Train journeys hold a special place in the heart, evoking nostalgia and bringing back memories of a lifetime. This toy train ride from Ooty to Coonoor was no different.
“U-D-H-A-G-A-M-A-N-D-A-L-A-M”, I spelled out the name on the yellow sign board that peeped through trees across the street, as I tip-toed around the balcony of our room to get a clearer view. Our family of five had just arrived at the ‘Holiday Home’ (a guesthouse for central government officials) we picked for our vacation in Ooty, and the eight-year-old me was gutted we didn’t stay at a fancier place.
So, while rest of the clan settled down in the living room to decide on the day’s itinerary over filter kaapi, I went straight to the open porch to assert, in my own way, that I was still very much in disapproval of the ongoing plan. But the giant sign before me piqued my interest and I, just like any other curious kid, forgot all about my dismay within seconds.
The sign was actually for the Ooty train station, a part of the Nilgiri Mountain Railway. For next two days, we went on with the decided itinerary — ticking touristy spots off our list. The Botanical Garden, Government Museum, Dolphin’s Nose, Ooty Lake, St Stephen’s Church, and Dodapetta Peak.
On the third morning while chatting with my dad, I casually mentioned all the things I had noted about the station so far — how a whistle-blowing train arrives every evening; how a woman sits right outside the gate, selling mango slices smeared with masala that I thought would taste heavenly; how the signboard yellow was my new favourite colour, and how I really wanted to see where that train went.
Back in those days, the world’s information wasn’t at our fingertips, and my father, as he still does, was determined not to let my curiosity go waste. So off we went, hand in hand, to check out the station that early morning. The street was almost empty, the vendors were still placing fresh, hot idlis and vadas on their carts, and our two-minute stroll was over quickly.
As I slurped on my slice of masala mango, Dad chatted with the station master, enquiring about the route. Beaming, he told me, “Let’s take that train ride of yours!” We had hired a taxi to visit Coonoor that day. Turned out, the Nilgiri Mountain Railway ran a toy train along those tracks that connect Ooty to Coonoor and all the way to Mettupalayam!
There was no time left for breakfast at the guesthouse so we grabbed freshly baked buns, some butter, and aloo vadas, and rushed back to the station with rest of the family to catch the morning ride. Painted a stunning cobalt blue, the narrow-gauge toy train arrived dramatically, taking its own sweet time, occasionally blowing whistles and billowing thick steam. I gaped in silence, as my excitement grew with each turn of the wheel. Finally, with a sudden halt and a hiss, the train screeched to a halt on the tracks in front of me.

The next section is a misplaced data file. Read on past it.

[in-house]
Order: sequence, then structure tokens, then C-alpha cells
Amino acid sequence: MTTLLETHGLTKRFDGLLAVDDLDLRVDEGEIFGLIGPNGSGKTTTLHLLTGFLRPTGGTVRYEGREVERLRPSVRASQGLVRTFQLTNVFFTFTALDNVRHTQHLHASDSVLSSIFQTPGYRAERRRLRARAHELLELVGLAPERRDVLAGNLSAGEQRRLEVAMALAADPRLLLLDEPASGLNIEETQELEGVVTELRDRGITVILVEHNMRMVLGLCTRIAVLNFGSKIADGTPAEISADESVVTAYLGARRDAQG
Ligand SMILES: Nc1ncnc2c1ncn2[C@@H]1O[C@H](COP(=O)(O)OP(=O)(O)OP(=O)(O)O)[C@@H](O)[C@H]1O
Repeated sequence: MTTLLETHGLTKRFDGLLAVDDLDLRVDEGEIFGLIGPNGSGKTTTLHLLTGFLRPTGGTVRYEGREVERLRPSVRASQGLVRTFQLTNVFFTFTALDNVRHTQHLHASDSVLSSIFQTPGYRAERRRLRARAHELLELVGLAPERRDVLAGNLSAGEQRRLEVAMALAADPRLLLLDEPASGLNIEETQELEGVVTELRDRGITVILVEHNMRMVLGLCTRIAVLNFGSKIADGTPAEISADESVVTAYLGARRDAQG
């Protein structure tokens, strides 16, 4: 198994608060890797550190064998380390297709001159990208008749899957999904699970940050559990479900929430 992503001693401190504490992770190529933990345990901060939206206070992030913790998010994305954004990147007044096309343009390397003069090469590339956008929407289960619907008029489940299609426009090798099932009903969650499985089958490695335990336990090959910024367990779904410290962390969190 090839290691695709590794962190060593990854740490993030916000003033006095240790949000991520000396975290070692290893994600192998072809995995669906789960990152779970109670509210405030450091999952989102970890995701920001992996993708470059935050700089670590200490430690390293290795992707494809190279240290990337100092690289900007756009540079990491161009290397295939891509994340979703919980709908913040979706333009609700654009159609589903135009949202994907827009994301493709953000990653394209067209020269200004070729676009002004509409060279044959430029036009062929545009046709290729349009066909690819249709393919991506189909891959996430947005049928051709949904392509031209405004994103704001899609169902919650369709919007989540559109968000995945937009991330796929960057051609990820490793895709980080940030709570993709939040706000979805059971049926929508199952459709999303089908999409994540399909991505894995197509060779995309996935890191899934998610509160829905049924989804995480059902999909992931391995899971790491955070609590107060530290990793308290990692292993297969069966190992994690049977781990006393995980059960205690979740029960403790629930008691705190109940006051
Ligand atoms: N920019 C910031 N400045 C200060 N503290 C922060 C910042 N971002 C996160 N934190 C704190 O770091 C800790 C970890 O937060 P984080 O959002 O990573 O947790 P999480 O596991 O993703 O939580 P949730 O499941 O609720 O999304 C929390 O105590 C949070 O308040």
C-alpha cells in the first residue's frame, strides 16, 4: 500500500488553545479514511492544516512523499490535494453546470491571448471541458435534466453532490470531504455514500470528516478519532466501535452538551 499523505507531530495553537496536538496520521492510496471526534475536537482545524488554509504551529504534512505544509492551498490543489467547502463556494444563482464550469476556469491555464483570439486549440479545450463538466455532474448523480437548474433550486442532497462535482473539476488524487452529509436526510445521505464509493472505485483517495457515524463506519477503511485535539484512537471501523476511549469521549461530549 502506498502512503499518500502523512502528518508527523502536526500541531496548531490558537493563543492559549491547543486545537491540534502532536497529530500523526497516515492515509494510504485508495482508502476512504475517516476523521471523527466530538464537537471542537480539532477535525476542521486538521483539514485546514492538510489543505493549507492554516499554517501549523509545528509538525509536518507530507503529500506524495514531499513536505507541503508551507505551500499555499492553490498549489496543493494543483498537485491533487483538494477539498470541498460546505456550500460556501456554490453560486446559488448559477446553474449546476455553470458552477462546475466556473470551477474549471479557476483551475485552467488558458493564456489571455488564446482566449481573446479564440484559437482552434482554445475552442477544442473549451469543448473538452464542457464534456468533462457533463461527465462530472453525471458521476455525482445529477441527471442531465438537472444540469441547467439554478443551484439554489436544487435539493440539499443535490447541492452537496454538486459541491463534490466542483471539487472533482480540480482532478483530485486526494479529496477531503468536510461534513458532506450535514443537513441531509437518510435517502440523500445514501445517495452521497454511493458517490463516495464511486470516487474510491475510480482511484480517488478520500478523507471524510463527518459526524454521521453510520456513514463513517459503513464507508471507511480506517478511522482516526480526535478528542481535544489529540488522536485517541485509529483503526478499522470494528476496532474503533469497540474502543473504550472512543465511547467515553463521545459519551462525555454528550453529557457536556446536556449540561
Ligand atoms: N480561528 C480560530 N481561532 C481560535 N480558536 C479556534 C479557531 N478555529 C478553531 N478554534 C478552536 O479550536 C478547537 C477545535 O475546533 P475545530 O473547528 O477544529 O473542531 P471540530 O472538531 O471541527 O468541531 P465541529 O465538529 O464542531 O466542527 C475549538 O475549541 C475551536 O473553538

We took our seats, and the rustic wooden coaches with steel mesh on the windows, instantly transported us to a bygone era. The much-anticipated journey began, and in no time, it was chugging along the track. I sat back, as it hooted and moved in a slow rhythm, unfolding before me breathtaking views of lush tea estates and misty meadows.
The track spans 46 km from Udhagamandalam to Mettupalayam in Tamil Nadu, but it just takes an hour to reach Coonoor. The leisurely journey, however, gives you ample time to appreciate the natural wealth of this region. Winding through the Western Ghats and leaving behind a misty grey trail of steam and smoke, it passes through seven quaint little stations, including Wellington, Aravankadu, Ketti, and Lovedale. The Nilgiri Mountain Railway, awarded World Heritage status by UNESCO, was opened in 1899 for British administration as an escape from the sweltering heat of southern India. It has stood the test of time as an outstanding feat of engineering ever since.
The journey, as I remember it, took us through dense jungles, banana plantations, narrow valleys, and slopes carpeted with thick grasslands. I remember that the line ascends the Nilgiri Hills, passing through many arched bridges (there are over 250 of them, I read, along with 16 tunnels and around 208 curves). I also remember feeling the nippy air run through my hair, as I pushed my nose against the window grill, listening to father’s laugh and my mother’s chatter with a local, discussing the recipe of rasam.
Upon reaching our destination, we dedicated the day to the quieter charms of slow village life in Coonoor. A visit to Sim’s Park (a terraced botanical garden), followed by stopping at picturesque spots, such as Lamb’s Rock, Dolphin’s Nose, and Katteri Falls, resulted in a day full of little adventures with family that evoke nostalgia now. In the evening, we decided to take the train back to Ooty. Because the only thing better than taking a memorable train journey is, taking it twice.